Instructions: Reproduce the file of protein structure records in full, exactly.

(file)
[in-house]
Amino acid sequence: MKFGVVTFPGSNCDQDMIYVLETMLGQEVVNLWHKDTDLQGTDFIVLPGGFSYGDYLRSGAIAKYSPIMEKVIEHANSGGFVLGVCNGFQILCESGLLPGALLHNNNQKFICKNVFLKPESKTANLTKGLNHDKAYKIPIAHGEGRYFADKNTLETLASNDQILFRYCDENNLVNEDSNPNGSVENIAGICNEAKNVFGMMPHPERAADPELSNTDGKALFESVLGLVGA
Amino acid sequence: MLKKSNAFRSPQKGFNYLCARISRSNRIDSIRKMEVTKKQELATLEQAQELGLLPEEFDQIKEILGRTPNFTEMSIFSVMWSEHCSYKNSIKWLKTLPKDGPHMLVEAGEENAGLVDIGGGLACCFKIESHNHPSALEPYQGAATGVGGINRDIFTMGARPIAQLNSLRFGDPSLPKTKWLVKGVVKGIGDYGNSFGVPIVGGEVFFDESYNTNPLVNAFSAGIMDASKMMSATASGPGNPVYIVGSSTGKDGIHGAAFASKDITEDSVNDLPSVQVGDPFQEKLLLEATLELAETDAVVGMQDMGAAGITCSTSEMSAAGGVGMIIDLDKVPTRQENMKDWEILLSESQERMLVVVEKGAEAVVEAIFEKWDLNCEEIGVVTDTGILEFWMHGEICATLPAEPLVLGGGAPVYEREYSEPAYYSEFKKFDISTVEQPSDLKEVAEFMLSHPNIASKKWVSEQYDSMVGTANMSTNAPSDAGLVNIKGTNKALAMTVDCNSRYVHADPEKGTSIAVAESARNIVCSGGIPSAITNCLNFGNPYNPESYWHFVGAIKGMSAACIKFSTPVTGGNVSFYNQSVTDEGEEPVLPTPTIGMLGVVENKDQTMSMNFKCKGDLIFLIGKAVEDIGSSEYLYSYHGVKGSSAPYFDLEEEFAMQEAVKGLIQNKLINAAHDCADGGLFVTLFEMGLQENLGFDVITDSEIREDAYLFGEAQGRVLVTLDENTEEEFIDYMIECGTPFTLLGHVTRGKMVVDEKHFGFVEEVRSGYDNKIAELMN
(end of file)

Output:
[in-house]
Amino acid sequence: MKFGVVTFPGSNCDQDMIYVLETMLGQEVVNLWHKDTDLQGTDFIVLPGGFSYGDYLRSGAIAKYSPIMEKVIEHANSGGFVLGVCNGFQILCESGLLPGALLHNNNQKFICKNVFLKPESKTANLTKGLNHDKAYKIPIAHGEGRYFADKNTLETLASNDQILFRYCDENNLVNEDSNPNGSVENIAGICNEAKNVFGMMPHPERAADPELSNTDGKALFESVLGLVGA
Amino acid sequence: MLKKSNAFRSPQKGFNYLCARISRSNRIDSIRKMEVTKKQELATLEQAQELGLLPEEFDQIKEILGRTPNFTEMSIFSVMWSEHCSYKNSIKWLKTLPKDGPHMLVEAGEENAGLVDIGGGLACCFKIESHNHPSALEPYQGAATGVGGINRDIFTMGARPIAQLNSLRFGDPSLPKTKWLVKGVVKGIGDYGNSFGVPIVGGEVFFDESYNTNPLVNAFSAGIMDASKMMSATASGPGNPVYIVGSSTGKDGIHGAAFASKDITEDSVNDLPSVQVGDPFQEKLLLEATLELAETDAVVGMQDMGAAGITCSTSEMSAAGGVGMIIDLDKVPTRQENMKDWEILLSESQERMLVVVEKGAEAVVEAIFEKWDLNCEEIGVVTDTGILEFWMHGEICATLPAEPLVLGGGAPVYEREYSEPAYYSEFKKFDISTVEQPSDLKEVAEFMLSHPNIASKKWVSEQYDSMVGTANMSTNAPSDAGLVNIKGTNKALAMTVDCNSRYVHADPEKGTSIAVAESARNIVCSGGIPSAITNCLNFGNPYNPESYWHFVGAIKGMSAACIKFSTPVTGGNVSFYNQSVTDEGEEPVLPTPTIGMLGVVENKDQTMSMNFKCKGDLIFLIGKAVEDIGSSEYLYSYHGVKGSSAPYFDLEEEFAMQEAVKGLIQNKLINAAHDCADGGLFVTLFEMGLQENLGFDVITDSEIREDAYLFGEAQGRVLVTLDENTEEEFIDYMIECGTPFTLLGHVTRGKMVVDEKHFGFVEEVRSGYDNKIAELMN